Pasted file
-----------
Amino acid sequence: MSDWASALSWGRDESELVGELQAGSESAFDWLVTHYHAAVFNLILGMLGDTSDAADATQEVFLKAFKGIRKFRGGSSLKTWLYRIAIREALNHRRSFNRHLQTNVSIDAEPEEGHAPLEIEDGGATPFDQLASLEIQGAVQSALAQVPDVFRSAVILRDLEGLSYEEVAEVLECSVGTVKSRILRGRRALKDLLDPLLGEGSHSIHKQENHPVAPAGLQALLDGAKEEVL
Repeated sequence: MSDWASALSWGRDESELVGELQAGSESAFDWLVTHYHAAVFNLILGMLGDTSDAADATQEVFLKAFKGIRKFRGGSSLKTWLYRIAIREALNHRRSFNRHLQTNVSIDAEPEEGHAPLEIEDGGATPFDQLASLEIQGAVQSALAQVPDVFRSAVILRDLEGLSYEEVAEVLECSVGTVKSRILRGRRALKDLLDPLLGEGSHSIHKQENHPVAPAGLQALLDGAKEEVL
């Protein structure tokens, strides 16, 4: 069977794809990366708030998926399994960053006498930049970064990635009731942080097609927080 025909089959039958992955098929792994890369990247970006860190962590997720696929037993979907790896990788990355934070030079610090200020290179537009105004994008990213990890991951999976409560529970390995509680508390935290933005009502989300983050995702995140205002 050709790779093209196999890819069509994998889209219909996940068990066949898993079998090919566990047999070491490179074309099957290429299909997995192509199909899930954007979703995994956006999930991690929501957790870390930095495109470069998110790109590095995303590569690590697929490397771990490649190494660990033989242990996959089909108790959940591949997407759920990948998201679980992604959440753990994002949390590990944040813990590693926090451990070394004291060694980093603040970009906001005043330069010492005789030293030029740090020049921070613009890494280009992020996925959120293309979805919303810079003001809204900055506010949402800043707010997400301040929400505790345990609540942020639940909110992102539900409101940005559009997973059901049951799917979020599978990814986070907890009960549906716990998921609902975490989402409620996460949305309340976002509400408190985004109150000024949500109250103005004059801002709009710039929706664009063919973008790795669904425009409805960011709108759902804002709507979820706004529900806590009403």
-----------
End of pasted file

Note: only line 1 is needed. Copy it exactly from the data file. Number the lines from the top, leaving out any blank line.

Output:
Amino acid sequence: MSDWASALSWGRDESELVGELQAGSESAFDWLVTHYHAAVFNLILGMLGDTSDAADATQEVFLKAFKGIRKFRGGSSLKTWLYRIAIREALNHRRSFNRHLQTNVSIDAEPEEGHAPLEIEDGGATPFDQLASLEIQGAVQSALAQVPDVFRSAVILRDLEGLSYEEVAEVLECSVGTVKSRILRGRRALKDLLDPLLGEGSHSIHKQENHPVAPAGLQALLDGAKEEVL